World’s best teacher could be from Limburg
Koen Timmers is tipped as a favourite to win the Global Teacher Prize for his work to connect pupils around the world through technology and real-world learning
From Heusden-Zolder to Kenya
The London-based Varkey Foundation receives some 30,000 nominations every year from educators around the world for the prize. It then compiles a longlist of 50 teachers, eventually whittling it down to 10 finalists.
Last year, Timmers made the top 50, enough to garner headlines across Belgium. This year he’s in the top 10, enough to garner headlines around the world. He’ll be heading to Dubai next month for the ceremony that could see him win $1 million in prize money.
“I’ll be spending time with the top 50 finalists and also the top 50 of the past three years,” says Timmers (pictured). He will also speak three times as the ceremony is part of the Global Education & Skills Forum. And he will introduce the new book Teaching in the Fourth Industrial Revolution: Standing at the Precipice.
“I co-authored the book with five others,” he explains. “My chapter focuses on how technology will be used in classrooms in 2030.”
Prize money would be game changer
Timmers teaches website design at De Verdieping CVO in Heusden-Zolder, as well as carries out research into distance learning at the PXL University College in nearby Hasselt. This research is directly linked to the project that earned him the Global Teacher Prize nomination last year.
Project Kakuma provides distance learning to some 100,000 children in the massive refugee camp in northwest Kenya. Since launching the project in 2015, Timmers has organised 175 teachers from more than 50 countries to offer free education to the Kakuma pupils via Skype.
He has also crowdfunded computers and other digital equipment for the camp’s schools. But $1 million (about €800,000) would go an astronomically long way to improving the system.
What could be better than learning about global issues directly from students living in those countries?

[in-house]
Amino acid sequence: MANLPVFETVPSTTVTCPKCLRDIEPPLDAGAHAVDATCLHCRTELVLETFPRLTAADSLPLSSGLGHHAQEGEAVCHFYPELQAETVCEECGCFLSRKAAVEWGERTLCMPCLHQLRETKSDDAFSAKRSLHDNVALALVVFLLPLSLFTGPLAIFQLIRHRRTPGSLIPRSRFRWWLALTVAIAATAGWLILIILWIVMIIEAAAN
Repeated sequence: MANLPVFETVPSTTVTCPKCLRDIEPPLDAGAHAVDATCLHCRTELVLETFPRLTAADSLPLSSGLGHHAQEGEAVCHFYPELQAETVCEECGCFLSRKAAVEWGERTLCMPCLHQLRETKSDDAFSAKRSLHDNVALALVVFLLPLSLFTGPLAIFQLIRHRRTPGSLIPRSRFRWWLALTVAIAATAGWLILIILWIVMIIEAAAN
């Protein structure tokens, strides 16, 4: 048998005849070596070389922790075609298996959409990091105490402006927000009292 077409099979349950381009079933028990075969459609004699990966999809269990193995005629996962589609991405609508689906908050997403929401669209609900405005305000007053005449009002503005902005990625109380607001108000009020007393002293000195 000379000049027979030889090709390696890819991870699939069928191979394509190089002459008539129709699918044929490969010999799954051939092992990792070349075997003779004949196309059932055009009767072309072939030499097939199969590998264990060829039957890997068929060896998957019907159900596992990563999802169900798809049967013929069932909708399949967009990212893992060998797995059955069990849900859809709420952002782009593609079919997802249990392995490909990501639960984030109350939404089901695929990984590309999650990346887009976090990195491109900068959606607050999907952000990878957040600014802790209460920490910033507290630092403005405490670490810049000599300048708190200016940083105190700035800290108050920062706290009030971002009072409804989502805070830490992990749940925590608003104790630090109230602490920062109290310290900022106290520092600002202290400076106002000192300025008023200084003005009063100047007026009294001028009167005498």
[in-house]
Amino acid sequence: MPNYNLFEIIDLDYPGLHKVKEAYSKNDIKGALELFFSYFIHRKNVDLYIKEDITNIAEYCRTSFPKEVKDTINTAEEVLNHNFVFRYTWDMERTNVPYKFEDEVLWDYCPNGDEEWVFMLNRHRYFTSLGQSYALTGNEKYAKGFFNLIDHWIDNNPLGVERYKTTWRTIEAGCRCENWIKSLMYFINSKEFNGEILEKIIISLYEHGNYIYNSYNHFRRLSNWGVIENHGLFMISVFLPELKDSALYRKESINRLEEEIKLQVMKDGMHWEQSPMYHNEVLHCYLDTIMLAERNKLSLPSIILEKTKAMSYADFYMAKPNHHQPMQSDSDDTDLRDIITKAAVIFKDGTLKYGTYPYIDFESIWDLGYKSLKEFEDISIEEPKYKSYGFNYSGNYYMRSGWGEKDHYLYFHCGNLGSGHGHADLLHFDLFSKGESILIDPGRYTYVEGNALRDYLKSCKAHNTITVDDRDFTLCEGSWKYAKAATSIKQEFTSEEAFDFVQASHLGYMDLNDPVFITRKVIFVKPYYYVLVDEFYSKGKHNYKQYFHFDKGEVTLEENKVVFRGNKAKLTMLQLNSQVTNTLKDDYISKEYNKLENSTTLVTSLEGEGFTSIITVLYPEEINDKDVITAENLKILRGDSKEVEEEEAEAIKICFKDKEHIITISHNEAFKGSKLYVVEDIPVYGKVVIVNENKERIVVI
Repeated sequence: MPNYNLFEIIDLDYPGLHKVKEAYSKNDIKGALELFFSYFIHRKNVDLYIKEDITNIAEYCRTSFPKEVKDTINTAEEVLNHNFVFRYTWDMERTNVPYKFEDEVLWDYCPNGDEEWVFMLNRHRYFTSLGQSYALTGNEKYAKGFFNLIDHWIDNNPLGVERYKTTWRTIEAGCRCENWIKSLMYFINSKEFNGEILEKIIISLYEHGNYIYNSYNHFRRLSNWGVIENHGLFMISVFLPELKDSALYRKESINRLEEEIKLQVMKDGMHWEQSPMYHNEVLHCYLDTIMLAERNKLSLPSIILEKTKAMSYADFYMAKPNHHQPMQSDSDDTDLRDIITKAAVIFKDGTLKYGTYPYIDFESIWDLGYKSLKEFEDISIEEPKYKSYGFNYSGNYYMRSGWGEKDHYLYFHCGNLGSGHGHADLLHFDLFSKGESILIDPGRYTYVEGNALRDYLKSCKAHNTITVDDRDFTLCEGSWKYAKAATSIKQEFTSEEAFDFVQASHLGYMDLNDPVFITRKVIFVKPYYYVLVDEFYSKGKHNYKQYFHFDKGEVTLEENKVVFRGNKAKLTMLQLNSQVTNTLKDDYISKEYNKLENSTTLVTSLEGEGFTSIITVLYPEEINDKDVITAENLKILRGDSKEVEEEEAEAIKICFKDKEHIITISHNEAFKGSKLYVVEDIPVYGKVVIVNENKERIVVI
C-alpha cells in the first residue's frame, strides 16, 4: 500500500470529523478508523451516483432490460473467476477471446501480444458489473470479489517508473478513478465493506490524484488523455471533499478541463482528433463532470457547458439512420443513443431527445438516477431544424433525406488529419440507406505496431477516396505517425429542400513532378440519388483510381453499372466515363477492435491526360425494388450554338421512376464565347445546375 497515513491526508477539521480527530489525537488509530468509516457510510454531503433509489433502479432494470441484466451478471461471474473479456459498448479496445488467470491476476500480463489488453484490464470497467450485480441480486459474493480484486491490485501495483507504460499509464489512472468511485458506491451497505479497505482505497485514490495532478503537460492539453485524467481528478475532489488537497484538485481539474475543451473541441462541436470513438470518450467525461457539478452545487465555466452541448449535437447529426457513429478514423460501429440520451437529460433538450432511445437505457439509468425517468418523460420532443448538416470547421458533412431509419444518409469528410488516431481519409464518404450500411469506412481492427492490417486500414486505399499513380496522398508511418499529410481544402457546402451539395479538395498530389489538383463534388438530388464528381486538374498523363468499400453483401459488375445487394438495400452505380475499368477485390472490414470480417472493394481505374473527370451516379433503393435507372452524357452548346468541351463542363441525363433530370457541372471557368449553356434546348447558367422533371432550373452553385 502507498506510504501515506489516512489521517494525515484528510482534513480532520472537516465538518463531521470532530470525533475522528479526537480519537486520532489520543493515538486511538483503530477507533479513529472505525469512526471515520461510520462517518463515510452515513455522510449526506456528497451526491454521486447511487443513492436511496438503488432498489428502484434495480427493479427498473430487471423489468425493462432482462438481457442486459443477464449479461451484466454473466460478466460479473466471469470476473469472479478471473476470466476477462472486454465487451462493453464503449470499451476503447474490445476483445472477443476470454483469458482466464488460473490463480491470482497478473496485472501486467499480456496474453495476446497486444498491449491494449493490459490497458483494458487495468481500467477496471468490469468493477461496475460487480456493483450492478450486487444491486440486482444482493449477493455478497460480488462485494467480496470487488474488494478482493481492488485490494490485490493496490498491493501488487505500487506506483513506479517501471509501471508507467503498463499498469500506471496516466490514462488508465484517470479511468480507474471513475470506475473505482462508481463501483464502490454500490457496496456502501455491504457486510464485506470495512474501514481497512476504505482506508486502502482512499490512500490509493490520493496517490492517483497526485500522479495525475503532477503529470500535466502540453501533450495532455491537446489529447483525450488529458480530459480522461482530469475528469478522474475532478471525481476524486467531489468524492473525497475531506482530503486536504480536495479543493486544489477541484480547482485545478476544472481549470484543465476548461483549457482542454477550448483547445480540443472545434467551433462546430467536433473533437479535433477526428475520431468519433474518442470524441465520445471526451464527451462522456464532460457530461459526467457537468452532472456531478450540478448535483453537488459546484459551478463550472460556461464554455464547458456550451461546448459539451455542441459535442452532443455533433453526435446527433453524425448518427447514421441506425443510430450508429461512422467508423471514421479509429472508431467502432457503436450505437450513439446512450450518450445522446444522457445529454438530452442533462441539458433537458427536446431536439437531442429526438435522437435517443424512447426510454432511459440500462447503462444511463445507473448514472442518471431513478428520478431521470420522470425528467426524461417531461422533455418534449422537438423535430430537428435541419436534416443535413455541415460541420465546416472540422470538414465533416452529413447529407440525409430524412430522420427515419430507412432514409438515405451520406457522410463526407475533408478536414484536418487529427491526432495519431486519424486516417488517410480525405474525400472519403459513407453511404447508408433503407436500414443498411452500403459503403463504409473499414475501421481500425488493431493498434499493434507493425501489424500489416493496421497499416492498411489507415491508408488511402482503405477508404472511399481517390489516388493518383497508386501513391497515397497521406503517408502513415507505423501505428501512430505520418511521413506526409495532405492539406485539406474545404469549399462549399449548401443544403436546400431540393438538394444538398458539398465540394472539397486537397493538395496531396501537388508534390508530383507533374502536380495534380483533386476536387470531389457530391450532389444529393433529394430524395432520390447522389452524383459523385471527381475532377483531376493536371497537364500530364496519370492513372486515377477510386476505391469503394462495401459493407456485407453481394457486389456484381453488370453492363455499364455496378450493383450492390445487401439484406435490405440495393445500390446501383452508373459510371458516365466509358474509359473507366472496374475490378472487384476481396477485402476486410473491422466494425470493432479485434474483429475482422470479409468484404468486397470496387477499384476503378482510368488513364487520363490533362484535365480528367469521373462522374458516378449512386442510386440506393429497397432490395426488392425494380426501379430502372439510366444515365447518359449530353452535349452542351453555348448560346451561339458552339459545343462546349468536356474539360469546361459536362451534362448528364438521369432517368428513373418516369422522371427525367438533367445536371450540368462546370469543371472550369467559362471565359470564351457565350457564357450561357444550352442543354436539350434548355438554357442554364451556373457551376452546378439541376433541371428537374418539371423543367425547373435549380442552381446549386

“We really need funds,” he says. A few weeks ago they ran out of money at Kakuma to pay for the internet connection at three of the schools. “One tweet led to a donation of $3,000 from Microsoft. So now we are safe for at least two years in those three schools. But Kakuma has 30 schools.”
That kind of prize money would not only take care of internet connections and power supplies, it could help Timmers expand the project to other countries. “The concept can be applied to other refugee camps,” he says. “How cool would it be to offer free education to refugees and poor people around the world!”
In the year since his last nomination for the Global Teacher Prize, the 38-year-old has launched no fewer than three other initiatives: Human Differences, a global student-centred project around gender equality; Wai Water, in which students were tasked with finding solutions to local and global water problems; and Climate Action, Timmers’ attempt to use education to help reach the UN’s 17 sustainable development goals.
Climate Action brought together 250 schools across nearly 70 countries. It had the support of no less than Jane Goodall and the Dalai Lama. Pupils in the schools identified environmental problems and potential solutions, sharing them via video links with other classrooms around the world.
“During a four-week period, pupils had to create a weekly video about one topic related to climate change and look at causes, effects and solutions,” Timmers explains. “This way, they learned in their own classrooms but also from their peers around the world. What could be better than learning about global issues directly from students living in those countries? That’s authentic learning – problem-based, real-world learning.”
Students can learn by exploring, creating, discussing and brainstorming. I’d say that leaves a deeper impression than textbooks
Changing the way teachers teach and pupils learn is what Timmers is all about. “In formal education, people focus too much on teaching rather than learning, on knowledge acquisition rather than developing skills and empathy, on memorisation rather than critical thinking. I want to show teachers around the world that there are other ways to teach. Students can learn by exploring, creating, discussing and brainstorming. They can present and share their findings. I’d say that leaves a deeper impression than textbooks.”
It also introduces youngsters to technology outside of computer science studies. “Students learned to use those tools while focussing on meaningful topics.”
Microsoft was also a supporter of Climate Action, as well as the Global Teacher Prize; Bill Gates himself announced the 10 final nominees last week. “When you think about what drives progress and improvement in the world,” said Gates, “education is like a master switch – one that opens up all kinds of opportunities for individuals and societies.”
The Global Teacher Prize award ceremony takes place in Dubai on 18 March.
Photo: Boumediene Belbachir/CVO De Verdieping